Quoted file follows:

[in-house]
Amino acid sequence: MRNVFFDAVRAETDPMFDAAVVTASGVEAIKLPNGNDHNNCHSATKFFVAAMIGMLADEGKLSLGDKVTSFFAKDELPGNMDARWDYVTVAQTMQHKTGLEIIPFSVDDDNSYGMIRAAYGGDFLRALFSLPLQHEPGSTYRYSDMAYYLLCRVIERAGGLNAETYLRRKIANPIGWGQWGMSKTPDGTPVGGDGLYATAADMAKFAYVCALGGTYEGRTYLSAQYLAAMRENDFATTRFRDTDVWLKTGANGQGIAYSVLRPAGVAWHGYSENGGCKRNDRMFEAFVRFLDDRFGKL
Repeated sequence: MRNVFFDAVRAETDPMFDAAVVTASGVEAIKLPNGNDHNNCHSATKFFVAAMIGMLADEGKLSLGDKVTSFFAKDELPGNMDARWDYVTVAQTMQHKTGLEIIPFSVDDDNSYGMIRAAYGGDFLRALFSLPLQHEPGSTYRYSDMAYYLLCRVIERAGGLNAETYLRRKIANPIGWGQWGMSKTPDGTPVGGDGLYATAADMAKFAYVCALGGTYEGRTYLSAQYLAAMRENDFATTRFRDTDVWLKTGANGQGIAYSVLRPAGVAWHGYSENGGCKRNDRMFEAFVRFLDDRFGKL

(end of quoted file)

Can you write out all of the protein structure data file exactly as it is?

[in-house]
Amino acid sequence: MRNVFFDAVRAETDPMFDAAVVTASGVEAIKLPNGNDHNNCHSATKFFVAAMIGMLADEGKLSLGDKVTSFFAKDELPGNMDARWDYVTVAQTMQHKTGLEIIPFSVDDDNSYGMIRAAYGGDFLRALFSLPLQHEPGSTYRYSDMAYYLLCRVIERAGGLNAETYLRRKIANPIGWGQWGMSKTPDGTPVGGDGLYATAADMAKFAYVCALGGTYEGRTYLSAQYLAAMRENDFATTRFRDTDVWLKTGANGQGIAYSVLRPAGVAWHGYSENGGCKRNDRMFEAFVRFLDDRFGKL
Repeated sequence: MRNVFFDAVRAETDPMFDAAVVTASGVEAIKLPNGNDHNNCHSATKFFVAAMIGMLADEGKLSLGDKVTSFFAKDELPGNMDARWDYVTVAQTMQHKTGLEIIPFSVDDDNSYGMIRAAYGGDFLRALFSLPLQHEPGSTYRYSDMAYYLLCRVIERAGGLNAETYLRRKIANPIGWGQWGMSKTPDGTPVGGDGLYATAADMAKFAYVCALGGTYEGRTYLSAQYLAAMRENDFATTRFRDTDVWLKTGANGQGIAYSVLRPAGVAWHGYSENGGCKRNDRMFEAFVRFLDDRFGKL